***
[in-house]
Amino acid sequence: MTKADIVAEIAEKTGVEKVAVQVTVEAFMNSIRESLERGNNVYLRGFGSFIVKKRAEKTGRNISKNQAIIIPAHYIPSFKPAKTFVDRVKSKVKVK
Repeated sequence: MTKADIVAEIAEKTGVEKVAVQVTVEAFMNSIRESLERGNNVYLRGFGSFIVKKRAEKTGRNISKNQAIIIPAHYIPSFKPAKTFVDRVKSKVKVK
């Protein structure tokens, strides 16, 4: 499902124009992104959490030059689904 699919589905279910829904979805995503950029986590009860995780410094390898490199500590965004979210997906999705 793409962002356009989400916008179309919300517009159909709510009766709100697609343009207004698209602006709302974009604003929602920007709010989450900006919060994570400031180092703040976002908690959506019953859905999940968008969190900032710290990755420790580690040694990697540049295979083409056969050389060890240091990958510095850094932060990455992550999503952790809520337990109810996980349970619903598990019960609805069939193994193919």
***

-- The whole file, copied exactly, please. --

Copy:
[in-house]
Amino acid sequence: MTKADIVAEIAEKTGVEKVAVQVTVEAFMNSIRESLERGNNVYLRGFGSFIVKKRAEKTGRNISKNQAIIIPAHYIPSFKPAKTFVDRVKSKVKVK
Repeated sequence: MTKADIVAEIAEKTGVEKVAVQVTVEAFMNSIRESLERGNNVYLRGFGSFIVKKRAEKTGRNISKNQAIIIPAHYIPSFKPAKTFVDRVKSKVKVK
């Protein structure tokens, strides 16, 4: 499902124009992104959490030059689904 699919589905279910829904979805995503950029986590009860995780410094390898490199500590965004979210997906999705 793409962002356009989400916008179309919300517009159909709510009766709100697609343009207004698209602006709302974009604003929602920007709010989450900006919060994570400031180092703040976002908690959506019953859905999940968008969190900032710290990755420790580690040694990697540049295979083409056969050389060890240091990958510095850094932060990455992550999503952790809520337990109810996980349970619903598990019960609805069939193994193919």